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How to Use Sidecar to Extend your Screen in macOS Catalina and iPadOS

I was very confused when I first tested Sidecar mode, which allows you to use your iPad as a secondary Mac display and is available on the macOS Catalina beta and the iPadOS beta. While the mode extended my desktop, the feature didn't exactly work as I expected. But with a little bit of poking around, using both my finger and the Apple Pencil, I found out how to use Sidecar mode efficiently.

Just a heads up that this tutorial is based on interactions with the beta versions of the software, so the performance of Sidecar here may not be as snappy as you might expect from Apple. At one point during my testing, the iPad needed to be restarted so it could reconnect to the MacBook Pro I was using for the testing.

But if you want to try this feature early, here's how to check out Sidecar on your Mac and iPad.

How to use Sidecar to pair your Mac and iPad

Once you've installed macOS Catalina on a Mac and installed iPadOS on an iPad, you're good to go. These instructions work whether or not the machines are physically tethered, so don't worry about trying to find a USB-C-to-Lightning or USB-C-to-USB-C cable to connect the two.

First up, click the iPad logo in the Menu Bar on your Mac. This logo should show up automatically, but if you don't see it, look instead for the Displays icon (a rectangle on top of a triangle pointing upward).

Then, select the iPad you want to connect to the iPad, and then watch your iPad's screen change to a second version of your Mac's desktop. For starters, you can test out the feature by dragging windows from your Mac to the iPad; just move them off of one side of your screen.

Oh, and if you don't like the specific side of the screen that Sidecar places adjacent to your iPad virtually, you can fix that. Open System Preferences, click Displays and click Arrangement. Here, you'll see the iPad represented by a smaller screen, which doesn't have a white menu bar at the top, and you can click and drag this smaller screen to another edge of your main screen. I'd do this to make sure the screens' virtually alignment matches how they're physically set up at your workstation.

Also, make sure that both devices are plugged in to power. I've seen the iPad's screen have issues when the Mac goes to sleep; for example, a section of the screen could go dark until you lock and unlock the tablet.

How touch works in Sidecar

My biggest misunderstanding with Sidecar has come when figuring out how much of the extended macOS screen is touch sensitive. Your digits can activate only the Touch Bar line items on the frame of the screen, not the actual macOS interface, such as windows, the Menu bar or icons.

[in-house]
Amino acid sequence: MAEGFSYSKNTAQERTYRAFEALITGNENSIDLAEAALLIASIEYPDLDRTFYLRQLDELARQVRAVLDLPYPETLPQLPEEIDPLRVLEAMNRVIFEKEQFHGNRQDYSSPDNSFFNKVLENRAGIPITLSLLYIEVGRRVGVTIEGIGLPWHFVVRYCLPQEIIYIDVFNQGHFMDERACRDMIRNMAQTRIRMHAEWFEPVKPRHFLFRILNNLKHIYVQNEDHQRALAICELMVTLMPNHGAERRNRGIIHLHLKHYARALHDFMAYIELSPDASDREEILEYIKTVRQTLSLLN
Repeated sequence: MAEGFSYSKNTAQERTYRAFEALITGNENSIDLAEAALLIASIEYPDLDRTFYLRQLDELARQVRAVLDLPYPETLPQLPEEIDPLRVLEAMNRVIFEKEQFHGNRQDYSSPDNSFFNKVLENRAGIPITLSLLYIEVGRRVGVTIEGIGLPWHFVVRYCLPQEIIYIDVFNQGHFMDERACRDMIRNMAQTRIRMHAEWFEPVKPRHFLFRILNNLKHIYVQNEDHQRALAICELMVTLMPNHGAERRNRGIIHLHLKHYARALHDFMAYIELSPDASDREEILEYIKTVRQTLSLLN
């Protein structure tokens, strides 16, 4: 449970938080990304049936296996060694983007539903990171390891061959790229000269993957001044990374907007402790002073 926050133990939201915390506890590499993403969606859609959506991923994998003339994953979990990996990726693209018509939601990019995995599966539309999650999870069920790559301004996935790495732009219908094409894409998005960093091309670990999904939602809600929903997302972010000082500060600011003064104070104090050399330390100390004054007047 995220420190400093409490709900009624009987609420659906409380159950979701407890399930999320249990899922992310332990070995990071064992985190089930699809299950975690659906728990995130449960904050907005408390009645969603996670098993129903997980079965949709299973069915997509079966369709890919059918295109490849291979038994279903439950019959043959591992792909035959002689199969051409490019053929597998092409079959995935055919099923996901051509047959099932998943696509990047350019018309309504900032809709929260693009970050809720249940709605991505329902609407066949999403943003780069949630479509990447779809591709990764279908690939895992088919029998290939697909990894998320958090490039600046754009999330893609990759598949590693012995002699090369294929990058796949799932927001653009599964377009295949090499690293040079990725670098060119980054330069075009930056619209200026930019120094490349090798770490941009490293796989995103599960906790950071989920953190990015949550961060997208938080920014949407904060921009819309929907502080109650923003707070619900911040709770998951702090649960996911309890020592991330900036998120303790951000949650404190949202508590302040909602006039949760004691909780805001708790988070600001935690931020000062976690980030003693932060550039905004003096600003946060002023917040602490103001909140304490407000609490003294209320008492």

Those virtual Touch Bar icons include the modifier keys from the keyboard, like Command, Control, Option and Shift. My favorite, though, minimizes and opens the dock, which you don't always need on the iPad.

Yes, that's an incredibly frustrating limitation, but I can see the reason for it. The macOS interface is meant for interactions with a cursor, not your (much larger) fingertip.

Use the Pencil

This is where Apple's Pencil stylus accessory ($99 to $129) becomes incredibly important. The Pencil is the only way to click and drag and otherwise interact with macOS elements when they're on the iPad.

Of course, the Pencil can also act as an accessory when you're drawing. You can check this out in the Notes app, when you tap the Image button and select Add Sketch; your iPad's screen will get all of the annotation tools that now come standard in iPadOS.

Pros should love this, too, as Apple says Sidecar's Pencil support will work in Illustrator, Affinity Photo and ZBrush.

Sidecar alternatives

Feel disappointed by Sidecar's restraints? Duet Display and Luna Display both allow you to actually touch the macOS interface and don't limit you to the Pencil.

On the downside, those both cost extra ($69.99 for Luna Display, $9.99 for Duet Display). Also, I'd wager that the final version of Sidecar will be as smooth as or even more responsive than these options.

Henry is a senior writer at Laptop Mag, covering security, Apple and operating systems. Prior to joining Laptop Mag — where he's the self-described Rare Oreo Expert — he reviewed software and hardware for TechRadar Pro, and interviewed artists for Patek Philippe International Magazine. You can find him at your local pro wrestling events, and wondering why Apple decided to ditch its MagSafe power adapters.